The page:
During your next visit to your doctor, she prescribes a muscle relaxer, or a “nerve pill” or cough syrup (your choice). You stop by the pharmacy and take the prescribed amount while there because you need immediate relief. On the way home, you are stopped at a red light when you are rear-ended. Once the police arrive, you are ultimately arrested—even though you did nothing wrong! Can this be legal? Unfortunately, it occurs far too frequently. Most people are unaware that one may be violating the law when taking medication—even if prescribed by their physician—and then driving. Most anxiety and ADD medications, over-the-counter cold medications, and a variety of pain medications affect your central nervous system, thus making it illegal to drive if one’s ability to do so is impaired—even a little bit. Legally taking the medication is an entirely distinct issue from whether you should drive while taking the medication.
Most states have laws that specifically negate the argument that the medicine was lawfully prescribed and taken as directed. For example, in Tennessee, Tennessee Code Annotated § 55-10-411(e) states that legal entitlement to use such intoxicant does not constitute a defense to the crime of DUI. The issue is not whether the drugs were legally taken as directed; the issue is whether the person’s ability to drive is impaired because of the medication.
But what if someone does not realize that the medication they took caused impairment? In most states, ignorance is not an excuse. For example, in Tennessee, the argument that you did not realize the medication would affect you, either from its own side effects or in combination with something else, does not constitute a defense to a DUI charge except in very rare circumstances.
Although there is a defense called “involuntary intoxication,” generally this only applies if the intoxication is attributable to a trick, accident, or coercion (for example, something slipped into a drink when you are not watching). If you voluntarily take something, even if you have no reason to believe that it will impair your ability to drive, the involuntary intoxication defense is moot.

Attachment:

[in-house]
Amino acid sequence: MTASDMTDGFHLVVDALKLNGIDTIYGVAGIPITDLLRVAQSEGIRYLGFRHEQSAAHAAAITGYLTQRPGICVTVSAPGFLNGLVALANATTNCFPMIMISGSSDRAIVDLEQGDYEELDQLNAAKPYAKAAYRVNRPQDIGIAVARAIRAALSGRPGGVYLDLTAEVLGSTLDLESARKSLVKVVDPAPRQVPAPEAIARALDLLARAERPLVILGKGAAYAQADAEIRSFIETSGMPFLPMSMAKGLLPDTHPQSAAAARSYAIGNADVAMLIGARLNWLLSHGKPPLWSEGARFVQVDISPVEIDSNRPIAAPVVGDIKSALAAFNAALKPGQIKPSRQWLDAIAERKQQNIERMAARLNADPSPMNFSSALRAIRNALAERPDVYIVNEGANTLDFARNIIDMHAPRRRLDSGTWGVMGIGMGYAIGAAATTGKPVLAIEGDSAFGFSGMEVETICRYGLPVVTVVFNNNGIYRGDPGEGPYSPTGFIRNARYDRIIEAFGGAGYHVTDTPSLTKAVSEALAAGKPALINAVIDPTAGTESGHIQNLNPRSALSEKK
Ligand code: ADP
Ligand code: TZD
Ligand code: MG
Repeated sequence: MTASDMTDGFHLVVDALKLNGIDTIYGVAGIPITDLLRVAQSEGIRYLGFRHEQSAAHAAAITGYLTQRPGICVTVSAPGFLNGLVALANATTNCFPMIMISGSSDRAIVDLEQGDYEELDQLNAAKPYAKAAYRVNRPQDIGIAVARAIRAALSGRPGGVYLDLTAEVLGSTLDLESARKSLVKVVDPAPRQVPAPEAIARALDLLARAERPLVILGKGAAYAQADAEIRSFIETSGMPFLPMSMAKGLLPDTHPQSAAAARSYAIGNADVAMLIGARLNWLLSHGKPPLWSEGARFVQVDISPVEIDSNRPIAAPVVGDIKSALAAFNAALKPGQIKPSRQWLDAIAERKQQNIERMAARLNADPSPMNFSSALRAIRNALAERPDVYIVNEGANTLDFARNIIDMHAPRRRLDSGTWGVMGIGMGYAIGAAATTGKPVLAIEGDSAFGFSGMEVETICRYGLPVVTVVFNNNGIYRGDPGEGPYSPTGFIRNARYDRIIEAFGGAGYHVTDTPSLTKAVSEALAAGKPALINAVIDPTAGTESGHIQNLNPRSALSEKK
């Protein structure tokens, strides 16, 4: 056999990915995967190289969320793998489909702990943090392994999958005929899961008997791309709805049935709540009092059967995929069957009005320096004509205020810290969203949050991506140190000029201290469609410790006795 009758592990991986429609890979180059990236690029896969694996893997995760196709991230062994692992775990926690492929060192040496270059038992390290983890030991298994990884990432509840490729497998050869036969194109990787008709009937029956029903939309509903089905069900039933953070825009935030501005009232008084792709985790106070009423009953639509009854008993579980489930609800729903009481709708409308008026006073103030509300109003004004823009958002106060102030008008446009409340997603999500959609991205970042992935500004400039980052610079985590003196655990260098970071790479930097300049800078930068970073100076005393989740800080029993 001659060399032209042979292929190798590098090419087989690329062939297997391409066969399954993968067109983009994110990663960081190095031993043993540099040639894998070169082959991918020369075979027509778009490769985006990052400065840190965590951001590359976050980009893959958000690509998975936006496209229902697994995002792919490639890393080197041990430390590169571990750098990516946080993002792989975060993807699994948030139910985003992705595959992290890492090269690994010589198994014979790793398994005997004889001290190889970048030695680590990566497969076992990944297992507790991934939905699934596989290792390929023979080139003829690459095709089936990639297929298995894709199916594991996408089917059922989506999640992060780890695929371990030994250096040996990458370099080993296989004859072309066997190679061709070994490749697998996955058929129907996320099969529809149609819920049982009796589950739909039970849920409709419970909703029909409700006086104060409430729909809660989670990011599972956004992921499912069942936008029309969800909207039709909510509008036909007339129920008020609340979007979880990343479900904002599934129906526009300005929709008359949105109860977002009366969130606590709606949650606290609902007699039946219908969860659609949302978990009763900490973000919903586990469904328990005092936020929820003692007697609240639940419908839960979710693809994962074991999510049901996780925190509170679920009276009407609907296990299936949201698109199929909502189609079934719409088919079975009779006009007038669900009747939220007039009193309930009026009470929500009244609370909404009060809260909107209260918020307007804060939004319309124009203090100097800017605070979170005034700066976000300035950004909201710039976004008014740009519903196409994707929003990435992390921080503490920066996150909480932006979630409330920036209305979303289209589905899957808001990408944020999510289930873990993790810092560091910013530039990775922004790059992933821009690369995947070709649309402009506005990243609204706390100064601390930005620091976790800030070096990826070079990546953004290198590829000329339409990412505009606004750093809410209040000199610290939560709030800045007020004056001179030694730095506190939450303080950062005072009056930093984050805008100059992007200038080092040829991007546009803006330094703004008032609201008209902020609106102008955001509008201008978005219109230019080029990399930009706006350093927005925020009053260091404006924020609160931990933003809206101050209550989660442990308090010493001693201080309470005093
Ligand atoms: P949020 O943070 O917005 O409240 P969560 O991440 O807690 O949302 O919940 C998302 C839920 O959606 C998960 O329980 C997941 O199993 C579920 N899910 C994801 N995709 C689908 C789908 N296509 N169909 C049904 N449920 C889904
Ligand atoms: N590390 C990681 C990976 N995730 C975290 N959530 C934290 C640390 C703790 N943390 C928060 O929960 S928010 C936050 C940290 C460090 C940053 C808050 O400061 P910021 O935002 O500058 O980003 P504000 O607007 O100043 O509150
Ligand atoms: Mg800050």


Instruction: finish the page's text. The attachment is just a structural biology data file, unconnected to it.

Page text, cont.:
Although the presence of drugs may be established through a blood test, it is usually the arresting officer who notices details that indicate suspicion of drug impairment. Very few officers are actually trained to recognize symptoms of drugs or medications, however. Although there are training courses through which an officer may become a Drug Recognition Expert (DRE), this certification is by no means standard training for most law enforcement officers. Moreover, many scientists and defense lawyers (including this author) believe this certification is based on suspect science.
While alcohol’s effects are generally similar in most people, the effects of prescription and over-the-counter drugs are much more complicated. It is more difficult to prove impairment (or lack thereof!) because drugs affect people so differently. Dosage, unexpected side effects, combinations of medications, and timing all must be considered before driving while on a medication of any kind. In general, the following are good guidelines to follow: (1) Always check with a doctor and your pharmacist about possible side effects/warnings/mixing a new prescription with other medications; (2) Never mix prescription or over-the-counter medications with alcohol; and (3) Never take someone else’s medication, even if it is something you have taken previously.
About the Author: Steven Oberman has been licensed in Tennessee since 1980, and successfully defended over 2,500 DUI defendants. Among the many honors bestowed upon him, Steve served as Dean of the National College for DUI Defense, Inc. (NCDD) and currently serves as chair of the National Association of Criminal Defense Lawyers DUI Committee. Steve was the first lawyer in Tennessee to be Board Certified as a DUI Defense Specialist by the NCDD.
He is the author of DUI: The Crime & Consequences in Tennessee, updated annually since 1991 (Thomson-West), and co-author with Lawrence Taylor of the national treatise, Drunk Driving Defense, 7th edition (Wolters Kluwer/Aspen). Steve has served as an adjunct professor at the University of Tennessee Law School since 1993 and has received a number of prestigious awards for his faculty contributions. He is a popular international speaker, having spoken at legal seminars in 30 states, the District of Columbia and three foreign countries.
If you would like to contact the author, please visit: http://www.tndui.com